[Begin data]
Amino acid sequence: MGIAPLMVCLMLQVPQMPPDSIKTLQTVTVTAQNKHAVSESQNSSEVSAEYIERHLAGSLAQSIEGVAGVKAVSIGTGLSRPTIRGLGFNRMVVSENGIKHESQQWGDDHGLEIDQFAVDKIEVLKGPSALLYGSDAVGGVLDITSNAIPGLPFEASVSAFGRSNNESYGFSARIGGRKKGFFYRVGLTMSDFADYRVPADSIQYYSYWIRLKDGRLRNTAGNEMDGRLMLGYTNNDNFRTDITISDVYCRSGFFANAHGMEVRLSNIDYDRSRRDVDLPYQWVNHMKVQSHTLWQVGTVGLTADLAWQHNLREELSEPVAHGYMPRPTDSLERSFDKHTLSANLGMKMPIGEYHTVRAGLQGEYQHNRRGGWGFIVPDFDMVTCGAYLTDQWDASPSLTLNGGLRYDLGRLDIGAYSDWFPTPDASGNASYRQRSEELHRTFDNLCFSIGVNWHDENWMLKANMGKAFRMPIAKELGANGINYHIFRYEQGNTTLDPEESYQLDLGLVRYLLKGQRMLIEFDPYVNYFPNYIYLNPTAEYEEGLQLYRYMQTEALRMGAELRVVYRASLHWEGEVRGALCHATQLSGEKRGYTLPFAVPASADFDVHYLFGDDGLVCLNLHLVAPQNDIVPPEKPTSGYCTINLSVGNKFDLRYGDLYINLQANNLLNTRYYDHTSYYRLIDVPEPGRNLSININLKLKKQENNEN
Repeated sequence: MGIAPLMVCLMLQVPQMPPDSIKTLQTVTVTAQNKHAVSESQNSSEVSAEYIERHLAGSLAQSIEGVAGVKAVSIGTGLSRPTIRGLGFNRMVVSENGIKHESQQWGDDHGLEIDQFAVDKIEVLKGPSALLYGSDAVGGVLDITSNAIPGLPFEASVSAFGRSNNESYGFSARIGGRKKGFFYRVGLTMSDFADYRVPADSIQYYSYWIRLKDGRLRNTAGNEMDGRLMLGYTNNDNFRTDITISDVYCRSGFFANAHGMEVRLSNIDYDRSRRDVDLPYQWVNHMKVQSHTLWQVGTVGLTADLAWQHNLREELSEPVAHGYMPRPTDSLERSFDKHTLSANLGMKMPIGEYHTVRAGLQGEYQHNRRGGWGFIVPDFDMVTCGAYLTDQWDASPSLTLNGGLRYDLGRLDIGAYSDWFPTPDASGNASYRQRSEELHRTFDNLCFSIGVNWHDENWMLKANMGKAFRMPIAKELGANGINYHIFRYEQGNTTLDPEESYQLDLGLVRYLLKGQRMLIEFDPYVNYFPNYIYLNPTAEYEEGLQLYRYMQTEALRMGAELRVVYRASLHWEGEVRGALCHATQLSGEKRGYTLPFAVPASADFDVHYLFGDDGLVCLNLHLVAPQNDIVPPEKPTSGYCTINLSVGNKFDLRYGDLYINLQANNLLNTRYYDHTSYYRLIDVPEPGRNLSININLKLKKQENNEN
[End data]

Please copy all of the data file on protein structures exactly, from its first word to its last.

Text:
Amino acid sequence: MGIAPLMVCLMLQVPQMPPDSIKTLQTVTVTAQNKHAVSESQNSSEVSAEYIERHLAGSLAQSIEGVAGVKAVSIGTGLSRPTIRGLGFNRMVVSENGIKHESQQWGDDHGLEIDQFAVDKIEVLKGPSALLYGSDAVGGVLDITSNAIPGLPFEASVSAFGRSNNESYGFSARIGGRKKGFFYRVGLTMSDFADYRVPADSIQYYSYWIRLKDGRLRNTAGNEMDGRLMLGYTNNDNFRTDITISDVYCRSGFFANAHGMEVRLSNIDYDRSRRDVDLPYQWVNHMKVQSHTLWQVGTVGLTADLAWQHNLREELSEPVAHGYMPRPTDSLERSFDKHTLSANLGMKMPIGEYHTVRAGLQGEYQHNRRGGWGFIVPDFDMVTCGAYLTDQWDASPSLTLNGGLRYDLGRLDIGAYSDWFPTPDASGNASYRQRSEELHRTFDNLCFSIGVNWHDENWMLKANMGKAFRMPIAKELGANGINYHIFRYEQGNTTLDPEESYQLDLGLVRYLLKGQRMLIEFDPYVNYFPNYIYLNPTAEYEEGLQLYRYMQTEALRMGAELRVVYRASLHWEGEVRGALCHATQLSGEKRGYTLPFAVPASADFDVHYLFGDDGLVCLNLHLVAPQNDIVPPEKPTSGYCTINLSVGNKFDLRYGDLYINLQANNLLNTRYYDHTSYYRLIDVPEPGRNLSININLKLKKQENNEN
Repeated sequence: MGIAPLMVCLMLQVPQMPPDSIKTLQTVTVTAQNKHAVSESQNSSEVSAEYIERHLAGSLAQSIEGVAGVKAVSIGTGLSRPTIRGLGFNRMVVSENGIKHESQQWGDDHGLEIDQFAVDKIEVLKGPSALLYGSDAVGGVLDITSNAIPGLPFEASVSAFGRSNNESYGFSARIGGRKKGFFYRVGLTMSDFADYRVPADSIQYYSYWIRLKDGRLRNTAGNEMDGRLMLGYTNNDNFRTDITISDVYCRSGFFANAHGMEVRLSNIDYDRSRRDVDLPYQWVNHMKVQSHTLWQVGTVGLTADLAWQHNLREELSEPVAHGYMPRPTDSLERSFDKHTLSANLGMKMPIGEYHTVRAGLQGEYQHNRRGGWGFIVPDFDMVTCGAYLTDQWDASPSLTLNGGLRYDLGRLDIGAYSDWFPTPDASGNASYRQRSEELHRTFDNLCFSIGVNWHDENWMLKANMGKAFRMPIAKELGANGINYHIFRYEQGNTTLDPEESYQLDLGLVRYLLKGQRMLIEFDPYVNYFPNYIYLNPTAEYEEGLQLYRYMQTEALRMGAELRVVYRASLHWEGEVRGALCHATQLSGEKRGYTLPFAVPASADFDVHYLFGDDGLVCLNLHLVAPQNDIVPPEKPTSGYCTINLSVGNKFDLRYGDLYINLQANNLLNTRYYDHTSYYRLIDVPEPGRNLSININLKLKKQENNEN